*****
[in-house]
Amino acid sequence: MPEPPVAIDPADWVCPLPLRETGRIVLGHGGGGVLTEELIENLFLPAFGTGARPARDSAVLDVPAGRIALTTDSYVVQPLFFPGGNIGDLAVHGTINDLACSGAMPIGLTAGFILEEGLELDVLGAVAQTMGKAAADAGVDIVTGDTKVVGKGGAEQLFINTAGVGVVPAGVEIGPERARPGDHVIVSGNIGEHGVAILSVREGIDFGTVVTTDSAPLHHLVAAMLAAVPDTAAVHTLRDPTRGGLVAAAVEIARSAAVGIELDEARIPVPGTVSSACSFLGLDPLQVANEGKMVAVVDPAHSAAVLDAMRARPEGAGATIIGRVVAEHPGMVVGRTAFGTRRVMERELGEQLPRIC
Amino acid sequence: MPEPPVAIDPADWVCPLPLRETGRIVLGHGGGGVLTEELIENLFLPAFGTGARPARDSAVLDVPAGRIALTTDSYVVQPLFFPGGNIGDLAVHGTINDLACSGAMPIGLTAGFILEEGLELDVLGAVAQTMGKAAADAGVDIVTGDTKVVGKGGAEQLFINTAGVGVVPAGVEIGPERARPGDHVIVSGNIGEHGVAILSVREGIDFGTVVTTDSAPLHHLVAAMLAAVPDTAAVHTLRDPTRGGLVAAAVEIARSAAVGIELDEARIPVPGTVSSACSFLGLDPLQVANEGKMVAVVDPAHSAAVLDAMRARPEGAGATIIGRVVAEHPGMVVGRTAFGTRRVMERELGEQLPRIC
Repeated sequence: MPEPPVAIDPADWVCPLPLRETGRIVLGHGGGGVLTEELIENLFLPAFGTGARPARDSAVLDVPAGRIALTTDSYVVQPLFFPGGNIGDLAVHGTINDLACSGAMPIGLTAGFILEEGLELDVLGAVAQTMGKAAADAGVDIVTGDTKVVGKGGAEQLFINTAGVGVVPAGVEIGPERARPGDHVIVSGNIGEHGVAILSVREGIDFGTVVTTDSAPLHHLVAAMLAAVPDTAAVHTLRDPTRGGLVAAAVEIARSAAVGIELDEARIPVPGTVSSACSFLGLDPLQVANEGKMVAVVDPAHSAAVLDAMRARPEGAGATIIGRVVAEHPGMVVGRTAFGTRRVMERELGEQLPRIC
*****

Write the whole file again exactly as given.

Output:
[in-house]
Amino acid sequence: MPEPPVAIDPADWVCPLPLRETGRIVLGHGGGGVLTEELIENLFLPAFGTGARPARDSAVLDVPAGRIALTTDSYVVQPLFFPGGNIGDLAVHGTINDLACSGAMPIGLTAGFILEEGLELDVLGAVAQTMGKAAADAGVDIVTGDTKVVGKGGAEQLFINTAGVGVVPAGVEIGPERARPGDHVIVSGNIGEHGVAILSVREGIDFGTVVTTDSAPLHHLVAAMLAAVPDTAAVHTLRDPTRGGLVAAAVEIARSAAVGIELDEARIPVPGTVSSACSFLGLDPLQVANEGKMVAVVDPAHSAAVLDAMRARPEGAGATIIGRVVAEHPGMVVGRTAFGTRRVMERELGEQLPRIC
Amino acid sequence: MPEPPVAIDPADWVCPLPLRETGRIVLGHGGGGVLTEELIENLFLPAFGTGARPARDSAVLDVPAGRIALTTDSYVVQPLFFPGGNIGDLAVHGTINDLACSGAMPIGLTAGFILEEGLELDVLGAVAQTMGKAAADAGVDIVTGDTKVVGKGGAEQLFINTAGVGVVPAGVEIGPERARPGDHVIVSGNIGEHGVAILSVREGIDFGTVVTTDSAPLHHLVAAMLAAVPDTAAVHTLRDPTRGGLVAAAVEIARSAAVGIELDEARIPVPGTVSSACSFLGLDPLQVANEGKMVAVVDPAHSAAVLDAMRARPEGAGATIIGRVVAEHPGMVVGRTAFGTRRVMERELGEQLPRIC
Repeated sequence: MPEPPVAIDPADWVCPLPLRETGRIVLGHGGGGVLTEELIENLFLPAFGTGARPARDSAVLDVPAGRIALTTDSYVVQPLFFPGGNIGDLAVHGTINDLACSGAMPIGLTAGFILEEGLELDVLGAVAQTMGKAAADAGVDIVTGDTKVVGKGGAEQLFINTAGVGVVPAGVEIGPERARPGDHVIVSGNIGEHGVAILSVREGIDFGTVVTTDSAPLHHLVAAMLAAVPDTAAVHTLRDPTRGGLVAAAVEIARSAAVGIELDEARIPVPGTVSSACSFLGLDPLQVANEGKMVAVVDPAHSAAVLDAMRARPEGAGATIIGRVVAEHPGMVVGRTAFGTRRVMERELGEQLPRIC